Writing Story Pay-Offs

At last, you’re writing the story pay-off. Act III of a story must answer the question of whether your protagonist wins the goal or not. As in our joke model of story, this is where that question pays off—readers want a satisfactory resolution in exchange for their devotion to the journey.

Writing Tip for Today: What are some of the important elements of effective pay-offs?

Do or Die Scene

At the end of Act II (Build-up), your character faced an “All Hope is Lost” moment or scene. Many cliff-hangers pause here, to build tension and energy for the Big Climax at the opening of Act III. Your Climax scene is a sequel to this Darkest Moment. It dramatizes your character’s decision (after the reaction and dilemma) to fight one last time. Always save your story’s most important scene for this Climax.

Some ask if there can be more than one climax. The simple answer is no—unless you’re J.R.R. Tolkien. Every story has a “Biggest Moment,” which tests the character and answers the main story goal. Will the character win, lose or come to a draw? Be sure your character faces the toughest challenge in your climax scene. Relegate lesser crises to scenes before this Climax.

In this Climax, the best stories combine the action (physical) and the interior (emotions) and bring together both of these elements. To write the Climax well, be sure to check your preceding scenes for a gradual yet constant rise in action. As the stakes grow and the screws tighten, you’re setting up readers for that Climax scene.

Set up readers for the Climax scene.

Rounding Up Horses

The phrase “rounding up the horses” refers to all the questions you’ve written to sustain tension and provide conflict. Yes, your Climax is the biggest scene, but what about those other items? Subplots give stories a three-dimensional feel, but after your Climax, you’ll want to tie up loose ends—tell or hint at the outcome of the subplots.

If you introduce a character’s mom who gets a cancer diagnosis in the early scenes, readers will want to know if Mom’s OK. Your Pay-Off is the right spot to resolve this question. Many subplots feature love interests. Magnetism between characters is great. Just be careful to point readers in a direction at the Pay-off.

Keep it short. By the Pay-off section, readers don’t necessarily want to read through chapters of explanation about a subplot. Keep your subplot “horse-rounding-up” brief. The longer you write this resolution, the higher the chance that you’ll have to raise more questions. And send readers down other rabbit holes—which they usually dislike.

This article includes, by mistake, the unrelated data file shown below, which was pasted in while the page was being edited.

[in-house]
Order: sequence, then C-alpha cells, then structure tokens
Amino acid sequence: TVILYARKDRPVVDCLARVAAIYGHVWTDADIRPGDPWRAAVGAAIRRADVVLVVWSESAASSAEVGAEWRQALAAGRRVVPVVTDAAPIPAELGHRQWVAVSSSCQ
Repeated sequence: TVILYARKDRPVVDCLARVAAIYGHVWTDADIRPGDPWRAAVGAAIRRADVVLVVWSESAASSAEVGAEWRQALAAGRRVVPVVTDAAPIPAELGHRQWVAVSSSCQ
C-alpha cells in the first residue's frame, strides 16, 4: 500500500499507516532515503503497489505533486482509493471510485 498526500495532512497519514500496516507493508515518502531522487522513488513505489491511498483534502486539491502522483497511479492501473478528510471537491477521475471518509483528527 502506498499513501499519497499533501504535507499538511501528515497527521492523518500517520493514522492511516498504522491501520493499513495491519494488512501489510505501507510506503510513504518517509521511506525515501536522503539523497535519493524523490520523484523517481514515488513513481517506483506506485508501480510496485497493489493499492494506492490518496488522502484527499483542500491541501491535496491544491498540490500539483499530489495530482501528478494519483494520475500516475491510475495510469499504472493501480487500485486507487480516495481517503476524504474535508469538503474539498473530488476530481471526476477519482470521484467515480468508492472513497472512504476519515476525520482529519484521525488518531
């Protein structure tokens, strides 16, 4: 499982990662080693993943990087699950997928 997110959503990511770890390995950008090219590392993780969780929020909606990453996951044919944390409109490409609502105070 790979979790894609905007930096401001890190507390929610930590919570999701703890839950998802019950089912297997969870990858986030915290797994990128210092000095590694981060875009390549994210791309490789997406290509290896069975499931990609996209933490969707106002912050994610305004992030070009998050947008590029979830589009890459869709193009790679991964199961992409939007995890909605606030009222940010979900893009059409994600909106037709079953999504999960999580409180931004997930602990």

Round up the horses in your Pay-off section.

Where Do We Go Now?

At the Pay-off of your story, you answer the main story question. Your character fights in the Climax scene, but then what? Only a few outcomes are possible. One fascinating aspect of this Resolution or Pay-off is that it almost always happens in around the last thirty pages or so. Pick up any novel and try it for yourself—it’s unusual for Act III, Resolution (Pay-off) to go on longer.

If your character has had a worthy goal (high stakes) from the beginning, the Climax scene will show readers one of five possible endings:

Character wins goal—is happy.

Character wins goal—isn’t happy or has changed mind.

Character doesn’t win goal—is unhappy.

Character doesn’t win goal—is happy, has grown or changed goals.

Character doesn’t care either way. (Unsatisfying to most readers)

After your character makes a decision about the goal (won, lost, draw), and reveals his attitude about this outcome (happy, unhappy, ambivalent), readers only want to be pointed in the direction they imagine for the character. Formally called denouement, this is where couples live happily ever after or the hero rides off into the sunset.

The Pay-off is the slimmest section of your story, but without a good one, readers will not feel satisfied.

About Linda S. Clare

I'm an author, speaker, writing coach and mentor. I teach both fiction and nonfiction writing at Lane Community College and in the doctoral program as expert writing advisor for George Fox University. I love helping writers improve their craft and I'm both an avid reader and writer of stories about those with wounded hearts.

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